“Snow monkeys are a very complicated species to manage, but we wanted to take on this challenge that would give our visitors up-close experiences with this high-charisma animal,” Whealy said.

The hard work paid off. In 2015, the zoo won the Top Honors in Exhibit Design Award from the Association of Zoos & Aquariums.

“Winning an exhibit design award for the Snow Monkey exhibit was a milestone moment when we looked back and reflected on all that was accomplished in just one decade,” Whealy said.

Now, three years later, the zoo is just weeks away from opening the most recent project – the new Fortress of the Bears. The exhibit will be home to four rambunctious brown bear cubs. Their new “digs” – pun intended – include a meadow, underwater viewing and “dig boxes” filled with treats — all meant to enrich their lives under human care. The exhibit also will include a training demonstration window where guests can learn how zookeepers work with their animals to help them shift or present themselves for medical checkups.

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Although the opening of the Fortress of the Bears exhibit will be a significant milestone for the zoo, the new exhibit is sharing the limelight with the next project – lions.

Last month, the zoo formally announced its plan to bring African lions back to the zoo. It has been decades since the Great Plains Zoo cared for lions, although many residents in central Sioux Falls can still remember hearing the roars from their homes.

The lion exhibit will not only provide enhanced viewing and amenities for guests with a pride of up to 10 lions, including cubs, but also help expand the zoo’s conservation efforts. The zoo has embarked on a $5 million capital campaign for the project, including a $1.41 million Sioux Falls Area Chamber of Commerce Community Appeals drive happening now through July 31.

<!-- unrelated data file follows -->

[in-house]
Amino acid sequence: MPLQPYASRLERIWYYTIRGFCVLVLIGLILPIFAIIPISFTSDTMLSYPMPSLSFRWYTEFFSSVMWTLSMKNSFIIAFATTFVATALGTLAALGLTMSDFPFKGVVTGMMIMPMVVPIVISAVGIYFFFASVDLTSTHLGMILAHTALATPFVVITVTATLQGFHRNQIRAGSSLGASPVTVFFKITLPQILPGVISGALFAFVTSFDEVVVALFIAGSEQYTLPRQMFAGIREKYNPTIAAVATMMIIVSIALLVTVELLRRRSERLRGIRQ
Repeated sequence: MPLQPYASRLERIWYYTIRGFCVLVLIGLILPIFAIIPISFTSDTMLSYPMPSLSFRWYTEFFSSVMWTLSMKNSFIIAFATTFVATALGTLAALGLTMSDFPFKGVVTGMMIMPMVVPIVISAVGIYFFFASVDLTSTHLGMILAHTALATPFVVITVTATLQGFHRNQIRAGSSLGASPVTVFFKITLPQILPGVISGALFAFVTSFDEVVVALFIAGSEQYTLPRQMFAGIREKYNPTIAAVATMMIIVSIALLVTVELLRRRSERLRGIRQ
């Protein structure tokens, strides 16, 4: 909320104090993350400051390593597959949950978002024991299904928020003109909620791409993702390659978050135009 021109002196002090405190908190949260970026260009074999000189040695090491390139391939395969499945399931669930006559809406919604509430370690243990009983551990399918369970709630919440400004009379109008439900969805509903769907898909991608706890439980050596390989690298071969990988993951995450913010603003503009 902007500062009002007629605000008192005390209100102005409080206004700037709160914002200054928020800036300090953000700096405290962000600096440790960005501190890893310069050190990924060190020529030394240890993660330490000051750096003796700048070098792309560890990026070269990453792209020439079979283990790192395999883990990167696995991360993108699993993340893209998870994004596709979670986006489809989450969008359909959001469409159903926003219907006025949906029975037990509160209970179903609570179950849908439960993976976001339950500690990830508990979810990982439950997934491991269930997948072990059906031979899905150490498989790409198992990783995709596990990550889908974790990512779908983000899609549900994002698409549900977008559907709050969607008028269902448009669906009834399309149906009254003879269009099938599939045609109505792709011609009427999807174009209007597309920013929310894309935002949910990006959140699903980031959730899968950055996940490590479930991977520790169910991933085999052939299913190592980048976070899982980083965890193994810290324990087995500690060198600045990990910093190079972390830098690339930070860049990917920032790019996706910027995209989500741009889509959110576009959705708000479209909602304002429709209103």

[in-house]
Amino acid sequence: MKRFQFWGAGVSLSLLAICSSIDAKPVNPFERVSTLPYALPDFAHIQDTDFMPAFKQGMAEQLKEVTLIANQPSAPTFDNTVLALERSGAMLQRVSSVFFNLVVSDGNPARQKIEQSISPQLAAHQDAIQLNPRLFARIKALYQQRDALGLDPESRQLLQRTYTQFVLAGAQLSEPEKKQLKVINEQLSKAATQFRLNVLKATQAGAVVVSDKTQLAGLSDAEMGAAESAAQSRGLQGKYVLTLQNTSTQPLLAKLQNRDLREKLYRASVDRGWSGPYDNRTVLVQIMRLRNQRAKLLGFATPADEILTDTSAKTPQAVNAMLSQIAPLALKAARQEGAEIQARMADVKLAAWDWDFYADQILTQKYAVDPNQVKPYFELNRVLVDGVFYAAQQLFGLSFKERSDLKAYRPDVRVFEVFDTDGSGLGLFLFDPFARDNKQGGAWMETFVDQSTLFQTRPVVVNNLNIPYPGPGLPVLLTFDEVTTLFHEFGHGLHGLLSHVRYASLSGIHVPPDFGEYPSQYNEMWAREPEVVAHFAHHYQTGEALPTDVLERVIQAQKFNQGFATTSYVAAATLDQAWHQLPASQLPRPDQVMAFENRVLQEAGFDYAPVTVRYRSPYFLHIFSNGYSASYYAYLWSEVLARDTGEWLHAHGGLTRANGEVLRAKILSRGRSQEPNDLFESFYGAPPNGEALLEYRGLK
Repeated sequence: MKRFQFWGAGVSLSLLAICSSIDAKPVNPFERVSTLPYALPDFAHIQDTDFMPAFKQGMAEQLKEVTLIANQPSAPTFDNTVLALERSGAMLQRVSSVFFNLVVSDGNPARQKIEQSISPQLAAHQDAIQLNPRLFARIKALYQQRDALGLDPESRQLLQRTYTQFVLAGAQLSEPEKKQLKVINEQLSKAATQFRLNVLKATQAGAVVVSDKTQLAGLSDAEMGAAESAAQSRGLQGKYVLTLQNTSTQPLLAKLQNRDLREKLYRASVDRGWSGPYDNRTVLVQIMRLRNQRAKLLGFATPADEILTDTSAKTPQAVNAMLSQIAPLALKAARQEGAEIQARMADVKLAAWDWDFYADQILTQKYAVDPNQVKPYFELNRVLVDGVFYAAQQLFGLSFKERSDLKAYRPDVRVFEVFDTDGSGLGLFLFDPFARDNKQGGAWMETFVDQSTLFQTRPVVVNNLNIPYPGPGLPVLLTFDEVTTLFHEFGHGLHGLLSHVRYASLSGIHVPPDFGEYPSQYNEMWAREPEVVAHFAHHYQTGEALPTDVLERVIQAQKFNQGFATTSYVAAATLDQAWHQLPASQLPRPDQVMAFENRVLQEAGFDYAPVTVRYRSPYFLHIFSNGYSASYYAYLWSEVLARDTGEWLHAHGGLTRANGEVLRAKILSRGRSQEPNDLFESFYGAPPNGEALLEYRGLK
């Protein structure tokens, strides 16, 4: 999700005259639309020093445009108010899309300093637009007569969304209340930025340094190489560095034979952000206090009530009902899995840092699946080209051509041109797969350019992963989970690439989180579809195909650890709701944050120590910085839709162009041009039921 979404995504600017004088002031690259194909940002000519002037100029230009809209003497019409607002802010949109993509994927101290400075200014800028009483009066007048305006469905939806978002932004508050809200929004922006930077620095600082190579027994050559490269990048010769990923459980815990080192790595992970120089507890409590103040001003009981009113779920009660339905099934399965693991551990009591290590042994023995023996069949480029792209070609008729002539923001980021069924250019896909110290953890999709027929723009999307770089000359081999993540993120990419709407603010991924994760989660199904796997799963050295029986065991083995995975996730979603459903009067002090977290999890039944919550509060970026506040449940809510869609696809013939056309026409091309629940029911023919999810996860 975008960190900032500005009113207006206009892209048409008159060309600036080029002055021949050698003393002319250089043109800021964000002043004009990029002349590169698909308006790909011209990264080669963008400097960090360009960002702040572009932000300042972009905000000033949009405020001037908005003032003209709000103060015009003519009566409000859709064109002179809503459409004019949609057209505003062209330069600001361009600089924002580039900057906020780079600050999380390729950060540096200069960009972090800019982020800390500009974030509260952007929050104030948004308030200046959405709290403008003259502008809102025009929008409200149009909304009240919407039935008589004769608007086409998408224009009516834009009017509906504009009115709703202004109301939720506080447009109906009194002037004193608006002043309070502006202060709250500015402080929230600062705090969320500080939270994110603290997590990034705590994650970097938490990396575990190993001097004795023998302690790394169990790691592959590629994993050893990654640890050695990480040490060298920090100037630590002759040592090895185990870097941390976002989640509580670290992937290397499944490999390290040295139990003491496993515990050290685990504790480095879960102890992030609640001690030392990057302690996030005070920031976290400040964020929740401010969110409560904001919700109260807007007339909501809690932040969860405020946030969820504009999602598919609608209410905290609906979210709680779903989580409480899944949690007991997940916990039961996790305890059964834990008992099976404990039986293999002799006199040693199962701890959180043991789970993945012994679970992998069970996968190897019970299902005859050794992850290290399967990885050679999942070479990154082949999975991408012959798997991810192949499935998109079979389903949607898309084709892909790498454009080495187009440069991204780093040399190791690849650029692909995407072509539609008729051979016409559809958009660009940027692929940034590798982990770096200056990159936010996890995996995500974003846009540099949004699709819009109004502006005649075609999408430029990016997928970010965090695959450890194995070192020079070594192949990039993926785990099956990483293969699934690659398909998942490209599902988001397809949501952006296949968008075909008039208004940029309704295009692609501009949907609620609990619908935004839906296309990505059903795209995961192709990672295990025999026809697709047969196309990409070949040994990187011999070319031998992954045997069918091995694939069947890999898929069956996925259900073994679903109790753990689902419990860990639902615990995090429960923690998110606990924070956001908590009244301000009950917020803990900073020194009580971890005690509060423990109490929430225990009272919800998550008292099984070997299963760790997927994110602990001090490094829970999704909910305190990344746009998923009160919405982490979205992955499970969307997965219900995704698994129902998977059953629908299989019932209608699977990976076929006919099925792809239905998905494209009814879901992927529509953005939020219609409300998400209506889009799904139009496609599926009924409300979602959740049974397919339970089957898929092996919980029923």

Whealy said new exhibits such as the Fortress of the Bears and the lion habitat are crucial to keeping visitors coming back to the zoo. In 2017, the zoo welcomed more than 301,000 visitors – a record and almost 2.5 times the zoo’s attendance in 2005.

“We want to seize every opportunity to bring families closer to animals and the natural world,” Whealy said. “New exhibits and learning opportunities not only benefit Sioux Falls kids, they also attract visitors from other states.”

The zoo’s strategy for developing new visitor “wows,” including a coveted four-month koala loan from San Diego Zoo Global last summer, helped the zoo generate almost $38 million in economic impact in 2017.

“The zoo’s swift transformation did not happen by accident,” said Knudson, now a co-chair of the capital campaign for the lion habitat. “Intentional and diligent planning and the commitment of the zoo and the Sioux Falls community have brought us to this point. I can’t wait to see what the future holds.”

Zoo looks to future following major improvements

A little more than a decade ago, the Great Plains Zoo wasn’t in great shape. Here’s a look at how far it has come.